Mariano Rivera has done the impossible.
He has made the New York Yankees a sentimental story.
That's not easy to do. As the old saying goes, rooting for the Yankees is like rooting for U.S. Steel -- at least it was back in the days when both ruled the world.
But Rivera is beloved and revered for the way he handles himself as well as his status as perhaps the greatest closer in the history of baseball. He brings a sense of humanity to the arrogant, rich Yankees franchise.
So at least the Yankees -- who are battered, bruised and broken down going into the 2013 baseball season -- will have the celebration of Rivera to divert attention from their likely struggles on the field. The closer announced Saturday this would be his last season at the age of 43.
The absence of Alex Rodriguez -- the third baseman with a bloated contract and steroid-racked body who is not expected to be back from hip surgery until July -- will serve to make Rivera's goodbye a better tale in juxtaposition.
Though it is not official -- and hardly a lock either way -- we also could be saying goodbye to perhaps the only Yankees player more revered and respected than Rivera -- Derek Jeter, who is coming back from a broken ankle last fall.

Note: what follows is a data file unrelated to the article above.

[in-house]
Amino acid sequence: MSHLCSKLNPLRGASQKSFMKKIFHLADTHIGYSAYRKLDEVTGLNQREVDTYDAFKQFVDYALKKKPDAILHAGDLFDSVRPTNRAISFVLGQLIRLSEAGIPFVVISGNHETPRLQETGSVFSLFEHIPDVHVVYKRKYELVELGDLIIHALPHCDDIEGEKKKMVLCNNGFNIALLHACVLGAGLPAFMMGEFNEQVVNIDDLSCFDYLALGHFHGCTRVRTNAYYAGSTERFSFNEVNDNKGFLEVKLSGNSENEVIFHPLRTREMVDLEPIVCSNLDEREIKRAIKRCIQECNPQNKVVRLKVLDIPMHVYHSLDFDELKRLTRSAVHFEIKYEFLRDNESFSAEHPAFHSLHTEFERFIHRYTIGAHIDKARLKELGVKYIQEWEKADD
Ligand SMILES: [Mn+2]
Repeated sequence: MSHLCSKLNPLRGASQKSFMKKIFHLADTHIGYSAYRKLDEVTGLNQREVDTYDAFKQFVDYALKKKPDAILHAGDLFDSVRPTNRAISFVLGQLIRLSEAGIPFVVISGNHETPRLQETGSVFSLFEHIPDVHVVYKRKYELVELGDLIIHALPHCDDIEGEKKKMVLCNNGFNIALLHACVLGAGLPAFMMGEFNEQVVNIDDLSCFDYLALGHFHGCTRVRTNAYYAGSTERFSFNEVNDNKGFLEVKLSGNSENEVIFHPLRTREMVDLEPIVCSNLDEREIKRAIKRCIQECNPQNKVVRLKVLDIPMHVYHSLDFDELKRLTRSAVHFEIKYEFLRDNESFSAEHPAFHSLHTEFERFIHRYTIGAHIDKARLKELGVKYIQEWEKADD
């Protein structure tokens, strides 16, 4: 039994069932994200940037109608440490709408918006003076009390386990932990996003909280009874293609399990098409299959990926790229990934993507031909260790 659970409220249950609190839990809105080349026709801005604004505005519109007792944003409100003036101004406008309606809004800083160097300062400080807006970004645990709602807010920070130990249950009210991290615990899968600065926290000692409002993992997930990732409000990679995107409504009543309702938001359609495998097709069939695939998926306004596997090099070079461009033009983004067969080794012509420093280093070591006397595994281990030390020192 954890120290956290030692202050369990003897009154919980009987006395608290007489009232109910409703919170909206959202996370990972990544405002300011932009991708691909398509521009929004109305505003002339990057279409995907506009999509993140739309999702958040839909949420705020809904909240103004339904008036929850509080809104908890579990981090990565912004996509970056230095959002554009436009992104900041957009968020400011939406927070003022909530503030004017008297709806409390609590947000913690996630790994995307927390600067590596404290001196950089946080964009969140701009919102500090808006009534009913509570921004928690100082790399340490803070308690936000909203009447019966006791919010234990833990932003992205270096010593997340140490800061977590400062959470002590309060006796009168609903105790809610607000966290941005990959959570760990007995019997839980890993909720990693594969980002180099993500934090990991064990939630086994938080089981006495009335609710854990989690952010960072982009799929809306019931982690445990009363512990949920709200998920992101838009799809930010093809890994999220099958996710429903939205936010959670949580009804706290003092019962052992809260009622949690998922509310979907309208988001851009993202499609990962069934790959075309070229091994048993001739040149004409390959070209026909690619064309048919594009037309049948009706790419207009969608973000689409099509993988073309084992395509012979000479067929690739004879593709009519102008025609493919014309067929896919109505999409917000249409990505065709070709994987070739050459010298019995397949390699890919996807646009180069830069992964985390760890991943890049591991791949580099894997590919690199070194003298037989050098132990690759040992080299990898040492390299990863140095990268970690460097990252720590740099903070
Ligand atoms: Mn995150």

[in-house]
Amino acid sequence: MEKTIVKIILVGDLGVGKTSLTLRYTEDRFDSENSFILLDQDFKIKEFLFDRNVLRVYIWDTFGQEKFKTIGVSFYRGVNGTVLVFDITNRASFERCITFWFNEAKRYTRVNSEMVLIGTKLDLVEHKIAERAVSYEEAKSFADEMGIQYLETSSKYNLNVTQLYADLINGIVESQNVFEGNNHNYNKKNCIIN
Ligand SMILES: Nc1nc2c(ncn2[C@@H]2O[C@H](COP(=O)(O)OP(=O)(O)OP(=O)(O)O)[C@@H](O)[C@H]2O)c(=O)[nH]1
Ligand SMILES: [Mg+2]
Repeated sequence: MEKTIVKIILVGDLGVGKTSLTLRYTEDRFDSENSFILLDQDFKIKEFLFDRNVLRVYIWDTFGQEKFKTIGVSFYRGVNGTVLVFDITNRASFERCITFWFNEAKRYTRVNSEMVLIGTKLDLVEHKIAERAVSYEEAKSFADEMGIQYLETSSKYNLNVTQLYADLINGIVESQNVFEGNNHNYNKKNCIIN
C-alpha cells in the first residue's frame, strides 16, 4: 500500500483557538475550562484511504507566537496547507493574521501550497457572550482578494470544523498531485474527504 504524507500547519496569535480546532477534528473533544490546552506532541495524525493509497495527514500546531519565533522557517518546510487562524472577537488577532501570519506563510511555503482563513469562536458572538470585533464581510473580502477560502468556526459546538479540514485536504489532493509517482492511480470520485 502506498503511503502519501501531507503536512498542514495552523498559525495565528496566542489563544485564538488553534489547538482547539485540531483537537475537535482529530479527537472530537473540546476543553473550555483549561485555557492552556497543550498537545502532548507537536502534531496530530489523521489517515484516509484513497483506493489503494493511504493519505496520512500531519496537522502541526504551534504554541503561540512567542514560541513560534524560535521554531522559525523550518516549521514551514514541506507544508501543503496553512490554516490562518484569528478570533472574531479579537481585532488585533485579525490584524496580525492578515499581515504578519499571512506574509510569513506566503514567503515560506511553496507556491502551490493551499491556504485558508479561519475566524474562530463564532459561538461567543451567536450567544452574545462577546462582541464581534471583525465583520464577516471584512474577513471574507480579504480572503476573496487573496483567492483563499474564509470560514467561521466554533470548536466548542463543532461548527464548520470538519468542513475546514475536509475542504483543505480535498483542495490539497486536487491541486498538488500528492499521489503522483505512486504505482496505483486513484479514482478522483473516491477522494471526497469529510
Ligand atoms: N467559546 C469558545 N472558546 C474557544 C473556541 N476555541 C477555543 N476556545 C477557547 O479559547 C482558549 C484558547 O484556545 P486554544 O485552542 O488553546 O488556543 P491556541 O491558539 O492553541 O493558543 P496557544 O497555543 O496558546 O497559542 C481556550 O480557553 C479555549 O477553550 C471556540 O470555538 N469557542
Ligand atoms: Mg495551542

Jeter is in the final year of a three-year contract and is coming off an impressive season in which he batted .316 and led the major leagues in hits. But he will be 39 by the end of this season and has an $8 million option for next year.
Legitimate questions exist about the ability of a shortstop to come back from a broken ankle and play everyday at his age.
Maybe we won't be saying goodbye to Jeter this year, but his retirement is close, and the departure of Rivera only calls attention to the class both men have brought to baseball and the Yankees since they came up to the major league club together in 1995.
"I think it's going to be a special year for him," Jeter told reporters. "I'm happy for him. He's made this decision, and it's the best one for him and his family."
Like Jeter, Rivera is coming back from an injury. The torn knee ligaments he suffered while shagging balls in batting practice happened in May and kept him out for the rest of the season.
The irony is that Rivera and Jeter -- along with other so-called "core" Yankees like Andy Pettitte and Jorge Posada -- might have long been gone from the Yankees if it wasn't for George Steinbrenner's ban from running the franchise in the early 1990s that kept him from dealing young players for overpriced veterans -- his standard move.
Just another sentimental twist to the Yankees story.